Fiona Doherty, £641,326

Ciaran Harvey, £673,951

Richard Harvey, £679,869

Brian Kennedy, £661,153

Philip Magee, £83,175

Kieran Mallon, £823,196

Brian McCartney, £874,398

Karen Quinlivan, £571,548

Patricia Smyth, £360,927

Michael Topolski, £159,915

Mary McHugh, £424,524

Junior counsel representing NICRA

Paddy O'Hanlon, £442,732

Solicitors representing the families

Barr and Co., £696,319

Brendan Kearney and Co., £953,451

Desmond Doherty and Co., £1,449,837

MacDermott & McGurk, £1,503,840

Madden & Finucane, £12,968,409

McCann & McCann, £707,652

McCartney & Casey, £1,483,283

Solicitor representing NICRA

Francis Keenan, £594,328

Legal representatives for other witnesses

Various solicitors and counsel, £3,173,210

Payments made by the MoD for legal representation to the end of December 2008

Senior counsel representing armed forces

Edwin Glasgow QC, £4,065,817

Edmund Lawson QC, £942,943

David Lloyd Jones QC, £1,095,966

Gerard Elias QC, £1,795,752

Peter Clarke QC, £958,853

Sir Allan Green QC, £1,522,441

Rosamund Horwood-Smart QC, £677,874

Sir Sydney Kentridge QC, £52,875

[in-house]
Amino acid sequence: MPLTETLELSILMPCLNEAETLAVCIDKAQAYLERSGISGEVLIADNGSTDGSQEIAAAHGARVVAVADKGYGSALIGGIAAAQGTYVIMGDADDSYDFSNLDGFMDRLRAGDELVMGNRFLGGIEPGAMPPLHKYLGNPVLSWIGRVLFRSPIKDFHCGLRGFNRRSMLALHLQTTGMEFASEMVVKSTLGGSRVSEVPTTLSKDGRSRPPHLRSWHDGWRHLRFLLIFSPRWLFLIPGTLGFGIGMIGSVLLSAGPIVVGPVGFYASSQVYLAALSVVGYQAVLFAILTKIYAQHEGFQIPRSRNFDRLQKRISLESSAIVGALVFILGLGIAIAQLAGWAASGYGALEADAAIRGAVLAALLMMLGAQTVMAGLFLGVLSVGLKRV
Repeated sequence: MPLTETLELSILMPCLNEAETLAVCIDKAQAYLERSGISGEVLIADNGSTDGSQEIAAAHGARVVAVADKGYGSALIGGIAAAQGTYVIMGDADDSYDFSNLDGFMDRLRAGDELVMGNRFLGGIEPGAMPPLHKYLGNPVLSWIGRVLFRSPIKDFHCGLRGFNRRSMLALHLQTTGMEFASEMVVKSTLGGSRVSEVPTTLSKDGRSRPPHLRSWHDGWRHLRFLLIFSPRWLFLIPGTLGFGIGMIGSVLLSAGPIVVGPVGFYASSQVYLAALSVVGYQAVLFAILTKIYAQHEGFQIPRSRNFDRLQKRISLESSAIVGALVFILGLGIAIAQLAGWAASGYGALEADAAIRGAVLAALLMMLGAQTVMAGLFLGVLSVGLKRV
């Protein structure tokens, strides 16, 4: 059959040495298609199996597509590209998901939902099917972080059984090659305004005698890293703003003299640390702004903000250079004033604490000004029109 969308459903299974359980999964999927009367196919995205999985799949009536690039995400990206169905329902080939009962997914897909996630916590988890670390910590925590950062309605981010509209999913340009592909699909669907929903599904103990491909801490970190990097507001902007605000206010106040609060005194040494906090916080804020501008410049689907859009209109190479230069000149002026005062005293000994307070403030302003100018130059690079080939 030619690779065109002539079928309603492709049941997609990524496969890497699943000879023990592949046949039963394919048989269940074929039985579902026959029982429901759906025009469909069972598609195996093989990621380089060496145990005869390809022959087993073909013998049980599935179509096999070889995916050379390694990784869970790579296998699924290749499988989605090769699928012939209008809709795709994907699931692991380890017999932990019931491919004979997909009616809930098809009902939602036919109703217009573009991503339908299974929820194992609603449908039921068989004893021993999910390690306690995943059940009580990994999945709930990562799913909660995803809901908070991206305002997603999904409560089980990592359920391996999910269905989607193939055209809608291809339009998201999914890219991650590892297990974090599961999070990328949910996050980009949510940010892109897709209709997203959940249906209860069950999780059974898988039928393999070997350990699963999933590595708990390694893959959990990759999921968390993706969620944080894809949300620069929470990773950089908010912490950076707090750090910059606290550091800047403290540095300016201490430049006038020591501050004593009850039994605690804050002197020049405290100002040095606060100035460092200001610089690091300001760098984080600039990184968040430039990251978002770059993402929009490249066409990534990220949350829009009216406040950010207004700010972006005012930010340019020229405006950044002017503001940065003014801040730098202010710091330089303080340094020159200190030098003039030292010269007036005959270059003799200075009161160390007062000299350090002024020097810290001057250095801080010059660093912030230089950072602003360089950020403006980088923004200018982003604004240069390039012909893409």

Anna Worrall QC, £100,457

Senior counsel representing MOD

Ian Burnett QC, £231,386

Philip Havers QC, £7,138

Junior counsel representing armed forces

Alexander Milne, £409,121

Bridget Petherbridge, £126,197

Huw Davies, £361,638

Ian Leist, £965,146

Michael Hick, £253,895

Gaby Bonham-Carter, £277,393

Pamela Morrison, £131,378

Kristian Mills, £56,929

Nicholas Moss, £991,892

Sam Grodzinski, £1,877

Stephen Requena, £88,161

Alan May, £299,009

Andrew Hurst, £590,803

David Bradly, £1,291,966

Michael Bools, £990,071

Nicholas Griffin, £1,195,062

Thomas Quinton, £426,072

Junior counsel representing MOD

William Hoskins, £49,892

Sacha Ackland, £2,776

Jonathan Hough, £4,488

Solicitors representing armed forces

Devonshires, £2,727,581

Kingsley Napley, £1,943,586

Payne Hicks Beach, £3,789,748

Jacqueline Duff, £175,163

Treasury Solicitor, £3,915,980